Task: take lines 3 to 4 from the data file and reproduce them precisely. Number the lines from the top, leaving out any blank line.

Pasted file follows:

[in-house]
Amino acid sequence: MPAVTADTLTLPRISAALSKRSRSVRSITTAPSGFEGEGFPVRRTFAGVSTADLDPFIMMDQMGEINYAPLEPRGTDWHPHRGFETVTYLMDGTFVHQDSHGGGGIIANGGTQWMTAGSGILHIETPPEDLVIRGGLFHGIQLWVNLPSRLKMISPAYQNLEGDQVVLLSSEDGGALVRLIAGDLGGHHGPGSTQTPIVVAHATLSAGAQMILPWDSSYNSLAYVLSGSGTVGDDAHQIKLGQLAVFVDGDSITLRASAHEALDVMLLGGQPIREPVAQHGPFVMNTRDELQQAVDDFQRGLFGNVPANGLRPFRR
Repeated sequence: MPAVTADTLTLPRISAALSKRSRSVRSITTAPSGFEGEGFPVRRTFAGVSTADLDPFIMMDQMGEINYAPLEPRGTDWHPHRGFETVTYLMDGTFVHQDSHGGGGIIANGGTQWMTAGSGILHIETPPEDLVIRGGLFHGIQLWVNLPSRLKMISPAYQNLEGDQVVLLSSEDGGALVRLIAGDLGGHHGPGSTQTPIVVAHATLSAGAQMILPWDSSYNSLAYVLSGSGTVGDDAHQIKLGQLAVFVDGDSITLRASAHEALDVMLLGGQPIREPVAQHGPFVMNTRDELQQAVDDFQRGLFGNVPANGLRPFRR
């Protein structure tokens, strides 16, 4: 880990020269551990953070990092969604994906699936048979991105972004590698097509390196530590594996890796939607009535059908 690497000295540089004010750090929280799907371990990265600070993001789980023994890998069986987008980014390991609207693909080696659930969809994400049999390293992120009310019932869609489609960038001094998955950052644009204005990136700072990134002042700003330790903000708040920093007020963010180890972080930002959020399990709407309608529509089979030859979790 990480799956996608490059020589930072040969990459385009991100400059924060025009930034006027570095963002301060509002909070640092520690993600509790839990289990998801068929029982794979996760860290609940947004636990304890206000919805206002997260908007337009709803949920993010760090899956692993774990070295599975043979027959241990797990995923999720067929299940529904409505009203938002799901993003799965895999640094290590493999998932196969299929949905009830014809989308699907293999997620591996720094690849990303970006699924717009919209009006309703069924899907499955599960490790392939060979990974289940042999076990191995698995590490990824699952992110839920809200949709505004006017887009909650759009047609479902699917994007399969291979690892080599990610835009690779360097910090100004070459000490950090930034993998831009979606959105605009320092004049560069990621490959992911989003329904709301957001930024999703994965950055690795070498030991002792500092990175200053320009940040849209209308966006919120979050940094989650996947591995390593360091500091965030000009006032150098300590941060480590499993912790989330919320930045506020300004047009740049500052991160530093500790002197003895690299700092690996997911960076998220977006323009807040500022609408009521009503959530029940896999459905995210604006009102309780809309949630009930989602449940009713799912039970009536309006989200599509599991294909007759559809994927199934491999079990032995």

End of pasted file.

Repeated sequence: MPAVTADTLTLPRISAALSKRSRSVRSITTAPSGFEGEGFPVRRTFAGVSTADLDPFIMMDQMGEINYAPLEPRGTDWHPHRGFETVTYLMDGTFVHQDSHGGGGIIANGGTQWMTAGSGILHIETPPEDLVIRGGLFHGIQLWVNLPSRLKMISPAYQNLEGDQVVLLSSEDGGALVRLIAGDLGGHHGPGSTQTPIVVAHATLSAGAQMILPWDSSYNSLAYVLSGSGTVGDDAHQIKLGQLAVFVDGDSITLRASAHEALDVMLLGGQPIREPVAQHGPFVMNTRDELQQAVDDFQRGLFGNVPANGLRPFRR
């Protein structure tokens, strides 16, 4: 880990020269551990953070990092969604994906699936048979991105972004590698097509390196530590594996890796939607009535059908 690497000295540089004010750090929280799907371990990265600070993001789980023994890998069986987008980014390991609207693909080696659930969809994400049999390293992120009310019932869609489609960038001094998955950052644009204005990136700072990134002042700003330790903000708040920093007020963010180890972080930002959020399990709407309608529509089979030859979790 990480799956996608490059020589930072040969990459385009991100400059924060025009930034006027570095963002301060509002909070640092520690993600509790839990289990998801068929029982794979996760860290609940947004636990304890206000919805206002997260908007337009709803949920993010760090899956692993774990070295599975043979027959241990797990995923999720067929299940529904409505009203938002799901993003799965895999640094290590493999998932196969299929949905009830014809989308699907293999997620591996720094690849990303970006699924717009919209009006309703069924899907499955599960490790392939060979990974289940042999076990191995698995590490990824699952992110839920809200949709505004006017887009909650759009047609479902699917994007399969291979690892080599990610835009690779360097910090100004070459000490950090930034993998831009979606959105605009320092004049560069990621490959992911989003329904709301957001930024999703994965950055690795070498030991002792500092990175200053320009940040849209209308966006919120979050940094989650996947591995390593360091500091965030000009006032150098300590941060480590499993912790989330919320930045506020300004047009740049500052991160530093500790002197003895690299700092690996997911960076998220977006323009807040500022609408009521009503959530029940896999459905995210604006009102309780809309949630009930989602449940009713799912039970009536309006989200599509599991294909007759559809994927199934491999079990032995």